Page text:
As a business mentor now, to those I was classify as belonging to that high achievers category, I see so many people who are driven, who are passionate but who are in danger of not looking after themselves or recognising just how close they are to the state that we describe as ‘burnout’. In my case, our marriage did not survive, I had to resign from my role as pastor of the church and I took 12 months to regroup. I was ostracised and felt isolated, not having realised until this point just how lost I had become or how disconnected I had come from myself. It took almost three years for me to find a way out of this, the solutions in many ways were much simpler than I had expected. I ended up living on my own in a flat, my daughters were unsure of how to relate with their father who had fallen from a high social position to someone others felt betrayed by and working a part-time job simply to earn money to live off. I joined an exercise class which met three times a week, exercise being something that I had not done regularly for 20 years. After the first three or so weeks, once my muscles which hadn’t been used for some time had adjusted, I discovered just how much of a stress release exercise was. I would come home from a class not just physically wrecked but also emotionally relieved. It took about 3 months until I was physically fit, I felt good about my body again but it was the emotional benefits that surprised me. I have since done a lot of reading on the research around the connection between exercise and emotional health, physical activity became my drug of choice. I recognise now that had I caught onto this regular exercise routine some twenty years ago I may have been able to avoid the burnout. For the first time in years I was doing something for myself and spending both money and time on me, I had forgotten how to do things for me.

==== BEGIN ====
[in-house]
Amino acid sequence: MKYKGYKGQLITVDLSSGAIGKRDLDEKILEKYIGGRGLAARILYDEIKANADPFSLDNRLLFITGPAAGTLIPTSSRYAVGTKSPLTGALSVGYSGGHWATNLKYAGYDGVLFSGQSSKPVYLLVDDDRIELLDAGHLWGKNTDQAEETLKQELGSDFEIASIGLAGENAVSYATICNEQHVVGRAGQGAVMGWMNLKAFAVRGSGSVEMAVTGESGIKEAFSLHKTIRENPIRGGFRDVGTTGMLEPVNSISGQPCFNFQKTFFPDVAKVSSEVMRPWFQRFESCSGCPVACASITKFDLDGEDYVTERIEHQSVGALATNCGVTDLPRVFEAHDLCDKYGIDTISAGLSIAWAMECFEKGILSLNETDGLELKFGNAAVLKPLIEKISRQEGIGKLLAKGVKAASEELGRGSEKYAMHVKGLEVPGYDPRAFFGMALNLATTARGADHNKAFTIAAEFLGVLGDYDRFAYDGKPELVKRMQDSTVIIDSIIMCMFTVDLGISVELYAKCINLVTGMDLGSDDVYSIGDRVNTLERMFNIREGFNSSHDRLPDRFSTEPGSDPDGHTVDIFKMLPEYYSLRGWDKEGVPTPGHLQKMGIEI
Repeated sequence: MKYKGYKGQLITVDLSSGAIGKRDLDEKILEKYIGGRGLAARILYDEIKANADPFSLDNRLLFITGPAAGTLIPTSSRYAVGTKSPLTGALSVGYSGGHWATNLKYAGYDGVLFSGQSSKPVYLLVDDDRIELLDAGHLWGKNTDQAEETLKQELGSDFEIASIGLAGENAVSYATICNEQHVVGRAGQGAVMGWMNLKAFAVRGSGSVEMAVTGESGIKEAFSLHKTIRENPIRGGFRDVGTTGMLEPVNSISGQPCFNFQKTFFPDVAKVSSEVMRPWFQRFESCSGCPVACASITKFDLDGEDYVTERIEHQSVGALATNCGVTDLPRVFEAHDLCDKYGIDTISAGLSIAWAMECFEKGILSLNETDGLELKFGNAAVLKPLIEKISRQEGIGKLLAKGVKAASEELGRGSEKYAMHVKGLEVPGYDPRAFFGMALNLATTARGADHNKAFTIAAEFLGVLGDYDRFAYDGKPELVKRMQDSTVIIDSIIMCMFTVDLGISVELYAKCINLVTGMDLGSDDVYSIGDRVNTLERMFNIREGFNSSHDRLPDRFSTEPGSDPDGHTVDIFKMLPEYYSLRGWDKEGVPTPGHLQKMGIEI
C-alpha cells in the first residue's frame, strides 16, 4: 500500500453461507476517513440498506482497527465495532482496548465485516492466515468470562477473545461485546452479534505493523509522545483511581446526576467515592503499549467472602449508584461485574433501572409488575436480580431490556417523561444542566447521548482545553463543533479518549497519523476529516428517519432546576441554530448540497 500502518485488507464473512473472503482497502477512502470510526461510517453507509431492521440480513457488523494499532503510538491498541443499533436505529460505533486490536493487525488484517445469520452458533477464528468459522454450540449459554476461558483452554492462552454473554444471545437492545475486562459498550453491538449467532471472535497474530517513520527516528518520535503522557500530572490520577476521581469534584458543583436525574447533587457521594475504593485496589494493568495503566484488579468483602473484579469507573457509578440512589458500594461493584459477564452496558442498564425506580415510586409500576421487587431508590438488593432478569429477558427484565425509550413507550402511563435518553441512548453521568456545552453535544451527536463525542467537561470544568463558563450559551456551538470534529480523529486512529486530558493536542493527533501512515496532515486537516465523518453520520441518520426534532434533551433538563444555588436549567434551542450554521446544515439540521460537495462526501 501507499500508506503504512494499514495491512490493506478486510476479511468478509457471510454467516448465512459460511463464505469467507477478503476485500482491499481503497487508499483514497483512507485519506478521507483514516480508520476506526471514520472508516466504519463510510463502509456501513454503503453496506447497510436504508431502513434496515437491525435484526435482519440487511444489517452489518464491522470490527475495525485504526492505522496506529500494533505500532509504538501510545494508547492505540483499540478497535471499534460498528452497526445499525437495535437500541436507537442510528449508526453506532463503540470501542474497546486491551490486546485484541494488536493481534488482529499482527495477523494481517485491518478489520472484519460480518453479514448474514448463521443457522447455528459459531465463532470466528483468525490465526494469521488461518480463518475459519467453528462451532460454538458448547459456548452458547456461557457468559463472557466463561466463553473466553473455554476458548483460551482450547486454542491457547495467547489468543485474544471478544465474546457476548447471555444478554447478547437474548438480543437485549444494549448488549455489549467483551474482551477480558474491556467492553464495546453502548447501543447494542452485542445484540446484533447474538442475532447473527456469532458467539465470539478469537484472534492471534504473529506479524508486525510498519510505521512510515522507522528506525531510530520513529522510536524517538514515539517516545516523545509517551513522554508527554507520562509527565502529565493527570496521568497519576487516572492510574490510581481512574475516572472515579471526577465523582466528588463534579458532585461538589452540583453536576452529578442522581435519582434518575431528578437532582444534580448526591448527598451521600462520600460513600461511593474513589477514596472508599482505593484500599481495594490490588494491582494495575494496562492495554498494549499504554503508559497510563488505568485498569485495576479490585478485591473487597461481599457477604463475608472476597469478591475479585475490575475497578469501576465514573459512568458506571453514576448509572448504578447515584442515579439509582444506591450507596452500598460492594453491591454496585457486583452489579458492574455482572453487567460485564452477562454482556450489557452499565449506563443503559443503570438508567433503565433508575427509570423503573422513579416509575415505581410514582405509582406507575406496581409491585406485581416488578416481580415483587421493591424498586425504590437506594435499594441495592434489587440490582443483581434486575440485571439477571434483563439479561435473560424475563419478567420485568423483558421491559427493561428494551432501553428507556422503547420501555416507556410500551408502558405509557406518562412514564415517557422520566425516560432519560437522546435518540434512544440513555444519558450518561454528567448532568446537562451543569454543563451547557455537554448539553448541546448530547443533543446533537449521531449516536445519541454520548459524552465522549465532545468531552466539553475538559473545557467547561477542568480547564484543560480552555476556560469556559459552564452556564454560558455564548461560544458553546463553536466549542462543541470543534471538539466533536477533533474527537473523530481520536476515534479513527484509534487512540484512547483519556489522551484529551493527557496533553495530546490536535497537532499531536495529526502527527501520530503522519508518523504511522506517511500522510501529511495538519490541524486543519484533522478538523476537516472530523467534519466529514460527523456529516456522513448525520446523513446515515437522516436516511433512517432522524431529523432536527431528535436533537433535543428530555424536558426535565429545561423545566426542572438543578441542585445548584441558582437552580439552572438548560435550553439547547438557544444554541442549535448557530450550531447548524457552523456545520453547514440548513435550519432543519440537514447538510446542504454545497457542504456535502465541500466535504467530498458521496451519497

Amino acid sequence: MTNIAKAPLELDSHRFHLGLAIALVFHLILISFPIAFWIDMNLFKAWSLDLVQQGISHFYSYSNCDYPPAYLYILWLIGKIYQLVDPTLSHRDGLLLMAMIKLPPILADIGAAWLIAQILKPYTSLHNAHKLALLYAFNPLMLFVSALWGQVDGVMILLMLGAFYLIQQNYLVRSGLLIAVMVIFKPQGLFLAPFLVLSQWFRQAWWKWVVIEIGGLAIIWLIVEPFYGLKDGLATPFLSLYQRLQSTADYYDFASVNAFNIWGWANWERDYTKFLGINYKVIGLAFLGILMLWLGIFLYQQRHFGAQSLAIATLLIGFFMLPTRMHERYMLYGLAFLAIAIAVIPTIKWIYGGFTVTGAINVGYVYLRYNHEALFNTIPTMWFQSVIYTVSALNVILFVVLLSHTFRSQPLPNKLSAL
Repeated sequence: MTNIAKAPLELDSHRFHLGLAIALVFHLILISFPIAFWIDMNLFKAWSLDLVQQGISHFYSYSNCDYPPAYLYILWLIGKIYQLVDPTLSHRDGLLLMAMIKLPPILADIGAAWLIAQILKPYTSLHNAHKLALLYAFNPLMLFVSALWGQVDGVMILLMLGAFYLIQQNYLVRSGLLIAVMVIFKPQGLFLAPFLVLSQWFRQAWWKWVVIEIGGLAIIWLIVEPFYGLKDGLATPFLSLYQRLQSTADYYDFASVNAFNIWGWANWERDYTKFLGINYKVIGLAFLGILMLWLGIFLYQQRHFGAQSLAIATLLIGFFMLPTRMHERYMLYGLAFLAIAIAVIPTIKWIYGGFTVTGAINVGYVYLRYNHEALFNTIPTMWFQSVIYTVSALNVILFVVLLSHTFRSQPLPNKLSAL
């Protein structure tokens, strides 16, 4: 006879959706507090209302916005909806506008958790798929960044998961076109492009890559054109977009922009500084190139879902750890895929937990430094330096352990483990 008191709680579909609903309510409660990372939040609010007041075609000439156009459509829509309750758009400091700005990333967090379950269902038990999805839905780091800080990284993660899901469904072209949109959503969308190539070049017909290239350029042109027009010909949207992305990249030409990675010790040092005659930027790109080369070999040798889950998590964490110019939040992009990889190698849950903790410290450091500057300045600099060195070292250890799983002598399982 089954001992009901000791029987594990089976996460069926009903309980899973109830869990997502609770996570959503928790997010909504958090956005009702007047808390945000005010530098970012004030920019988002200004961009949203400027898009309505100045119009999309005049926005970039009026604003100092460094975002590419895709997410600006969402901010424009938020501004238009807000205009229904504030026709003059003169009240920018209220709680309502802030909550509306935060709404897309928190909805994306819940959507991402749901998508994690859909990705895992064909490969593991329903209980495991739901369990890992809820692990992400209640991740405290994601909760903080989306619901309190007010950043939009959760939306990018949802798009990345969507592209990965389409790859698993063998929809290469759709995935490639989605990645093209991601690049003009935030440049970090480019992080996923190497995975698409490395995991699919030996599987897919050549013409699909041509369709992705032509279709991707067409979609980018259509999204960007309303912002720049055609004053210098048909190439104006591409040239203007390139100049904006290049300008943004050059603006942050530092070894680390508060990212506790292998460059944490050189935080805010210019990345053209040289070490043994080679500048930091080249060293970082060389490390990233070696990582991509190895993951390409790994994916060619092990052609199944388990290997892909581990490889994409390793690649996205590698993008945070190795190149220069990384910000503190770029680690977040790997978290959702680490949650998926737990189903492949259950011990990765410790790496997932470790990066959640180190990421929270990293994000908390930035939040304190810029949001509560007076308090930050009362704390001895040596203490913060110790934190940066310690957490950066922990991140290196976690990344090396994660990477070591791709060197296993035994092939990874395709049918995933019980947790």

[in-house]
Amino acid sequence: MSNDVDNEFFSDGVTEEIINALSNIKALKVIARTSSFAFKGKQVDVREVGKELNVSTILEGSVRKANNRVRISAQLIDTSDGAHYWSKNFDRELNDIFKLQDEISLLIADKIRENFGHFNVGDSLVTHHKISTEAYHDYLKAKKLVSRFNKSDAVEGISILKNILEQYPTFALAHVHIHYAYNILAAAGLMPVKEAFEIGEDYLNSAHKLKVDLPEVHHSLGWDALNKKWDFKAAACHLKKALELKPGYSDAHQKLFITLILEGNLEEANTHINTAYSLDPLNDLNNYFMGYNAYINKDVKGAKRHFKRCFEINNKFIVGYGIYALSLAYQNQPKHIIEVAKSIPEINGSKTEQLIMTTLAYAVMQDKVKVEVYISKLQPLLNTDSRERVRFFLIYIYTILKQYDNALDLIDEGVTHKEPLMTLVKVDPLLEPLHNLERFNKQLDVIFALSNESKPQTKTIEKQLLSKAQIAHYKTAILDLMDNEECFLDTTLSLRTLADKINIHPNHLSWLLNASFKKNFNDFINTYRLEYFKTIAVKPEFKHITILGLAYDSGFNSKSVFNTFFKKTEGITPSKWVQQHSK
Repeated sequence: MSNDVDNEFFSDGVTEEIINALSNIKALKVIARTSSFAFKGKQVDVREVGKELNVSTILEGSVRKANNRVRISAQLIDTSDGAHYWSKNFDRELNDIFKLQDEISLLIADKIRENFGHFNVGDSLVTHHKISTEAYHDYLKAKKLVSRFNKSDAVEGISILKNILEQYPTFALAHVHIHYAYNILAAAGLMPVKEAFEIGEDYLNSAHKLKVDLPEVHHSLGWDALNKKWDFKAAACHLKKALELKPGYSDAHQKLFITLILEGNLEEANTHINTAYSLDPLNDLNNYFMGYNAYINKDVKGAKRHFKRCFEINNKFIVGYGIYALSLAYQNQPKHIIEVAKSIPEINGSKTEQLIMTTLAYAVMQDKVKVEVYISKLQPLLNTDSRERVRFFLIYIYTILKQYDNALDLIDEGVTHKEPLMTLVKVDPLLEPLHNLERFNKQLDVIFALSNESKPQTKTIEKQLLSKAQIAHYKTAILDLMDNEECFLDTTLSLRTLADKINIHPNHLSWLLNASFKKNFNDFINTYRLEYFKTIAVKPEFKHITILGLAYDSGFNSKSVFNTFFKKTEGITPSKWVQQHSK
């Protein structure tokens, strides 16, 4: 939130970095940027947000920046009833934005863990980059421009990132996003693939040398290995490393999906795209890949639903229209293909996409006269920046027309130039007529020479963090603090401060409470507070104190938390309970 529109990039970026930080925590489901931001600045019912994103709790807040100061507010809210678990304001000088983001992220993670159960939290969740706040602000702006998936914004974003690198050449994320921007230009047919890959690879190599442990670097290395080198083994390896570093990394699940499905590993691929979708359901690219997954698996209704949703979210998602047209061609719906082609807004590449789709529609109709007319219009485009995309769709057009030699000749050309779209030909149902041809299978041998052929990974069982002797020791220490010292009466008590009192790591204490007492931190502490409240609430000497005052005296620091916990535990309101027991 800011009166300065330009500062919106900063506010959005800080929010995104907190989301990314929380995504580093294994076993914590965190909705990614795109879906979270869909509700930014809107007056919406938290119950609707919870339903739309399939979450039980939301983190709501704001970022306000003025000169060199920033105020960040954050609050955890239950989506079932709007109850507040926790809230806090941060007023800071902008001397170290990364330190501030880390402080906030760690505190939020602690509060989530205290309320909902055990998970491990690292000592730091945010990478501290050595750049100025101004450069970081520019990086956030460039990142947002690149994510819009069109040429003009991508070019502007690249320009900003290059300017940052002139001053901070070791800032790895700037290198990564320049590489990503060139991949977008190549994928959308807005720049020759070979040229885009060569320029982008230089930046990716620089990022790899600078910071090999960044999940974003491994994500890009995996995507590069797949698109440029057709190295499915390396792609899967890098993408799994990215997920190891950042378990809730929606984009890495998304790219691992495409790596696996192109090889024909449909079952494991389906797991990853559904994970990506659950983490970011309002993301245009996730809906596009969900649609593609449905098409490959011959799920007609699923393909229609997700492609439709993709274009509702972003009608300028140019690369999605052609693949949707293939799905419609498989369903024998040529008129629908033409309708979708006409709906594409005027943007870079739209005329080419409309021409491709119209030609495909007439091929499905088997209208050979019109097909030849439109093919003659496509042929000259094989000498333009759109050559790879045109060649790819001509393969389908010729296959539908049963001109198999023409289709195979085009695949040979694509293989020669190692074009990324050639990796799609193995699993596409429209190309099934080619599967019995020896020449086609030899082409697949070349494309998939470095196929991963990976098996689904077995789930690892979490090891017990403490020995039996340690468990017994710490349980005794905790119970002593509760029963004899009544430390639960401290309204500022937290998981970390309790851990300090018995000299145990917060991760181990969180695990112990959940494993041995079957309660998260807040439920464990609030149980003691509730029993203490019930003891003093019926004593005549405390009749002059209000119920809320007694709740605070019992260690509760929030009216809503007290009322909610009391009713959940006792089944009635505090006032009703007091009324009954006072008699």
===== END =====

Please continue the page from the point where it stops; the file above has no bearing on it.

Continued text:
I then enrolled in personal development courses, something else which was for me. Instead of acting as a victim, I was focused on learning how to take responsibility and how to work on the different areas of my life. I also focused on personal growth, completing executive coaching courses which was initially as much therapy as it was training. I focused on rebuilding relationships before then focusing on what I wanted for the future.